Unresolved land tenure dispute stifles Tongaat Hulett project

Hippo Valley Estates, in partnership with sister company Triangle Limited, government and banks are undertaking the project that is set to transform the sugar industry.

BY MTHANDAZO NYONI THE massive Project Kilimanjaro being developed by Tongaat Hulett and other partners in Chiredzi is being hamstrung amid indications that development on the remaining 3 300 hectares remains on hold pending resolution of tenure issues.

Hippo Valley Estates, in partnership with sister company Triangle Limited, government and banks are undertaking the project that is set to transform the sugar industry.

About 700 hectares within Project Kilimanjaro have been parcelled out to 41 new farmers as part of the ongoing empowerment initiatives by Triangle Limited and Hippo Valley Estates, the biggest firms with interests in the region.

But the project is progressing slowly due to the government’s failure to give land tenure.

“Harvesting of the 562 ha fully planted is in progress with some very good yields being realised, whilst the balance of 138ha is currently being planted to complete the empowerment block,” Tongatt Hulett said in a trading update for the year ended March 31, 2022 and the first quarter ended June 30, 2022.

“Development on the remaining 3 300ha (of which 1931ha are fully bush cleared, land preparations and other infrastructure substantially progressed) remain on hold pending resolution of tenure issues relating to this block, which are being progressed with government, further to which appropriate funding mechanisms will be put in place”.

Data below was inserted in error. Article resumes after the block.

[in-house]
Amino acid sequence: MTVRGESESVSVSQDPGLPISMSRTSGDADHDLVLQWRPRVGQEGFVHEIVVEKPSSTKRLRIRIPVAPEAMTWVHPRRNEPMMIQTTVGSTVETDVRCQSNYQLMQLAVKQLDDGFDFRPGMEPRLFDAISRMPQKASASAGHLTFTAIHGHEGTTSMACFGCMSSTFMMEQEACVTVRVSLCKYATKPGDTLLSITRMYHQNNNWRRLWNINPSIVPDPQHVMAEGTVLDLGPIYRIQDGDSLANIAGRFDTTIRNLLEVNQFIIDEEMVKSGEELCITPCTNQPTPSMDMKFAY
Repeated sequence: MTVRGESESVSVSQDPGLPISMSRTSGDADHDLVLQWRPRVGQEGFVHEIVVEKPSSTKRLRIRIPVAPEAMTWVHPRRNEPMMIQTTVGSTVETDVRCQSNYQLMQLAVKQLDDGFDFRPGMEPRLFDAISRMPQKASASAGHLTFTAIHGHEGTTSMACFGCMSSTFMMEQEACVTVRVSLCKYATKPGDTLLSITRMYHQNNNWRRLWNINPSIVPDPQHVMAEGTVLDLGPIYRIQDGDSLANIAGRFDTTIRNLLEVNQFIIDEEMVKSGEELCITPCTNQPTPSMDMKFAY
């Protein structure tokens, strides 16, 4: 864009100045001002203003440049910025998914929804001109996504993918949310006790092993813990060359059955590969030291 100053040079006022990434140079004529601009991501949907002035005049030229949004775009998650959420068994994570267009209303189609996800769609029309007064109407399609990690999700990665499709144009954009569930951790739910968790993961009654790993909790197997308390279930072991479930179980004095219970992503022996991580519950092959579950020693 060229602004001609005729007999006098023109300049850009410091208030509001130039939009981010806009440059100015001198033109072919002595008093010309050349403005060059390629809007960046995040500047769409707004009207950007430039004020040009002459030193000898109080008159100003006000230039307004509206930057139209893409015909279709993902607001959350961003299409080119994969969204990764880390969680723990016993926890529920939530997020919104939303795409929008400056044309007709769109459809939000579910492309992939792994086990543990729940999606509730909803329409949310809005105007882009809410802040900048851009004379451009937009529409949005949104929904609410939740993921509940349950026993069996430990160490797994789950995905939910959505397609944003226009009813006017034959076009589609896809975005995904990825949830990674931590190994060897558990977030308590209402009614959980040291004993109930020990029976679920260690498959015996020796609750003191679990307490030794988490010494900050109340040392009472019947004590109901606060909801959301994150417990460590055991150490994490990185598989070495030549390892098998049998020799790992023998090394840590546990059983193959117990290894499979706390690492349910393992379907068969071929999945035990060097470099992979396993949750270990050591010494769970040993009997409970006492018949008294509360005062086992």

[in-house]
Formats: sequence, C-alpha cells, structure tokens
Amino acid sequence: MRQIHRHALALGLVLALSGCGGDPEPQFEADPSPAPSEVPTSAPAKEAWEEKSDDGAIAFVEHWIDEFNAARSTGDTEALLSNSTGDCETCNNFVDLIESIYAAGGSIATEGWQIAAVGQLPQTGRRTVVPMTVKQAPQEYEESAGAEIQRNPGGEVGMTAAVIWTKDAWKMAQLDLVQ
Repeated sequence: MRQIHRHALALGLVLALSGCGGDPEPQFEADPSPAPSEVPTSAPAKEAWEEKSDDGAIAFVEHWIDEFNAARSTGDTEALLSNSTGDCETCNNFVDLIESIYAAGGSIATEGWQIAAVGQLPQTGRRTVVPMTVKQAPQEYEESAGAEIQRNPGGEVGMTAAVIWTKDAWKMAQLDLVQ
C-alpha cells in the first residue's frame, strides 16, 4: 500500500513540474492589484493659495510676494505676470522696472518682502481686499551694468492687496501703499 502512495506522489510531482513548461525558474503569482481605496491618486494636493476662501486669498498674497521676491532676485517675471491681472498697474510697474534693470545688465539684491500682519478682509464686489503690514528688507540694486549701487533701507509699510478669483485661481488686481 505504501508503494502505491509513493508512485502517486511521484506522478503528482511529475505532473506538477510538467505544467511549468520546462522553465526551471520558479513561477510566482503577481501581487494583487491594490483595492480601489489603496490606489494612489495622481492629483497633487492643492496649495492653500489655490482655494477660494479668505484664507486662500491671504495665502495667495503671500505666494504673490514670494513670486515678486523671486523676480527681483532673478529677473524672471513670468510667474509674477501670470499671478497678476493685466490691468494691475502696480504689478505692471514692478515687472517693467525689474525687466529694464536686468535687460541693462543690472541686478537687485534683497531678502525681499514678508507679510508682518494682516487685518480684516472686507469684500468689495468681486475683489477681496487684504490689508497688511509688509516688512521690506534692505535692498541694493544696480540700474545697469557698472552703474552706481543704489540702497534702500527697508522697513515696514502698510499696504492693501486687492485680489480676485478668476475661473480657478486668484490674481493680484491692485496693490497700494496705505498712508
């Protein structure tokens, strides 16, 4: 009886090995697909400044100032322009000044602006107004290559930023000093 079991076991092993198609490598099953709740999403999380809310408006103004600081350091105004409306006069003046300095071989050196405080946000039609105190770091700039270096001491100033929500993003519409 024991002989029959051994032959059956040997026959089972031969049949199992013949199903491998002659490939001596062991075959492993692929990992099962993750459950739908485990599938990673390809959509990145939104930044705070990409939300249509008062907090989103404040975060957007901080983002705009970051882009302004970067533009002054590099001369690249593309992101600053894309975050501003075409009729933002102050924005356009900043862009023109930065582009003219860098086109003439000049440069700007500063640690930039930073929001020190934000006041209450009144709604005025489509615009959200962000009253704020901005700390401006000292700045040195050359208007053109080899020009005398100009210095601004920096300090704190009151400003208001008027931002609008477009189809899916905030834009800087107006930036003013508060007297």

In order to further contribute to socio-economic transformation and to facilitate inclusion of more local farmers in the sugar value chain, the company said, together with Triangle Ltd, they were assisting new farmers who have been allocated virgin land with clear water rights and in areas close to the mills, with technical and commercial feasibility studies, mobilization of funding and where required actual development of the land to sugarcane on a full cost recovery basis.

It said good progress had been made with respect to the development of 1 168ha of Pezulu Project with one local bank having availed US$5,2 million (about 50% of the total development cost) with other banks indicating a willingness to fund the balance.

“Following recommendations from the Ministry of Industry and Commerce, a tribunal constituting of three arbitrators was set up to determine commercial issues relating to the sugar milling agreement for the 2022/23 milling season. The arbitration is at an advanced stage, with anticipation of concluding the process within the current milling season,” it said.

Tongaat said the inputs and extension support to private farmers was ongoing, adding it continued to implement various vertical and horizontal sugarcane growth programs.

It said a partnership framework whereby Tongaat was co-managing certain underperforming out-grower farms was progressing satisfactorily.

To date, 61 farmers have volunteered to partner with the company in the co-management arrangement. Under the co-management framework some 593ha have been ploughed out and replanted to new roots, the company said.

On land tenure, Tongaat said Agriculture minister Anxious Masuka has since initiated the process for the issuance of 99-year leases with three lease blocks, out of a total of eight lease blocks, issued in respect of Hippo Valley North.

In consultation with the Agriculture ministry, the company said it has requested certain changes to be effected on the lease documents, a process now being undertaken by government attorneys.

“The minister has assured the company that the balance of leases will be signed once the review of the 99-year lease document has been completed,” it said.

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